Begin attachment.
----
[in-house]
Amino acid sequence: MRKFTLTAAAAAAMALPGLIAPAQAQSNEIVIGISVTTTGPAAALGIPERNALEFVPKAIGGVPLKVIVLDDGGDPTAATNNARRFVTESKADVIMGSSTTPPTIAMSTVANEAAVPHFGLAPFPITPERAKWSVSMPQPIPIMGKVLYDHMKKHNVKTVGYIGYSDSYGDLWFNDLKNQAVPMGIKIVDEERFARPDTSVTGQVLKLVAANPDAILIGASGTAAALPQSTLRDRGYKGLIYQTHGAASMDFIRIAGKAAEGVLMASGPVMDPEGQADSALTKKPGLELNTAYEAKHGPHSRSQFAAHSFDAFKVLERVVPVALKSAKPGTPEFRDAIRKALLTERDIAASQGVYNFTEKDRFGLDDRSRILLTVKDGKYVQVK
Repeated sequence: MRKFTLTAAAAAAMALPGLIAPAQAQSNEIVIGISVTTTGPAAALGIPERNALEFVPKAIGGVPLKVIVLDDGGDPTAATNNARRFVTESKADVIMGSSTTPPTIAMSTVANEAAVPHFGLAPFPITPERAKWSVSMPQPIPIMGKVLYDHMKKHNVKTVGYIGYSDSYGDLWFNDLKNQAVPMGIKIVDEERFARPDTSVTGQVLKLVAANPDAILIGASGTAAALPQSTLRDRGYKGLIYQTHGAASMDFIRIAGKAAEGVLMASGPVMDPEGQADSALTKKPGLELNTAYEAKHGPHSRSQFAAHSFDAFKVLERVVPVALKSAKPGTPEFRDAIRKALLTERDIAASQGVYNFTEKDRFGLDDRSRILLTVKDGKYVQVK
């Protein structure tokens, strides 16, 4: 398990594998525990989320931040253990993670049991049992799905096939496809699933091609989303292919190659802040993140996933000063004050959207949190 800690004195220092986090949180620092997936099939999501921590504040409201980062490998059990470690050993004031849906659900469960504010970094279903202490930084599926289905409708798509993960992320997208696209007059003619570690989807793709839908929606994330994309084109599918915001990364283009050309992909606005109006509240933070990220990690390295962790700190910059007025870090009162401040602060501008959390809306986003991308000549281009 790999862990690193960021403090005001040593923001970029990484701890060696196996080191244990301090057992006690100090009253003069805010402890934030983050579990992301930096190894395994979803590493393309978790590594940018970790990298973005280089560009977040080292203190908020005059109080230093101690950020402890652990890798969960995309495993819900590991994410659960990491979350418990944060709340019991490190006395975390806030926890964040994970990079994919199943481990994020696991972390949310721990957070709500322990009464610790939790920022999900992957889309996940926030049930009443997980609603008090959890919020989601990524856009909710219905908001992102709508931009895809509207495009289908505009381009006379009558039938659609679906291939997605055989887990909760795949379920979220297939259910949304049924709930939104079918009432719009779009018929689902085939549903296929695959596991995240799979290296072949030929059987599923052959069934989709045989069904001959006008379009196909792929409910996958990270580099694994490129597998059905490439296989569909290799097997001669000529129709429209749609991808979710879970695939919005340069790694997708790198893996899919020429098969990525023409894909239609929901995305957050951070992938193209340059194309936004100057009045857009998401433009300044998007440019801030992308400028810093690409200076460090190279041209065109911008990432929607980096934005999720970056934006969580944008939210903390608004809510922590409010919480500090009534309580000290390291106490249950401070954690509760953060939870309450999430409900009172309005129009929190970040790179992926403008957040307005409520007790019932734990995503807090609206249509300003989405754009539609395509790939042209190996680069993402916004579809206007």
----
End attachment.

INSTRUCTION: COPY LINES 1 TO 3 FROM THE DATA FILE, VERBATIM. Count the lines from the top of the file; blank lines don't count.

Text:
[in-house]
Amino acid sequence: MRKFTLTAAAAAAMALPGLIAPAQAQSNEIVIGISVTTTGPAAALGIPERNALEFVPKAIGGVPLKVIVLDDGGDPTAATNNARRFVTESKADVIMGSSTTPPTIAMSTVANEAAVPHFGLAPFPITPERAKWSVSMPQPIPIMGKVLYDHMKKHNVKTVGYIGYSDSYGDLWFNDLKNQAVPMGIKIVDEERFARPDTSVTGQVLKLVAANPDAILIGASGTAAALPQSTLRDRGYKGLIYQTHGAASMDFIRIAGKAAEGVLMASGPVMDPEGQADSALTKKPGLELNTAYEAKHGPHSRSQFAAHSFDAFKVLERVVPVALKSAKPGTPEFRDAIRKALLTERDIAASQGVYNFTEKDRFGLDDRSRILLTVKDGKYVQVK
Repeated sequence: MRKFTLTAAAAAAMALPGLIAPAQAQSNEIVIGISVTTTGPAAALGIPERNALEFVPKAIGGVPLKVIVLDDGGDPTAATNNARRFVTESKADVIMGSSTTPPTIAMSTVANEAAVPHFGLAPFPITPERAKWSVSMPQPIPIMGKVLYDHMKKHNVKTVGYIGYSDSYGDLWFNDLKNQAVPMGIKIVDEERFARPDTSVTGQVLKLVAANPDAILIGASGTAAALPQSTLRDRGYKGLIYQTHGAASMDFIRIAGKAAEGVLMASGPVMDPEGQADSALTKKPGLELNTAYEAKHGPHSRSQFAAHSFDAFKVLERVVPVALKSAKPGTPEFRDAIRKALLTERDIAASQGVYNFTEKDRFGLDDRSRILLTVKDGKYVQVK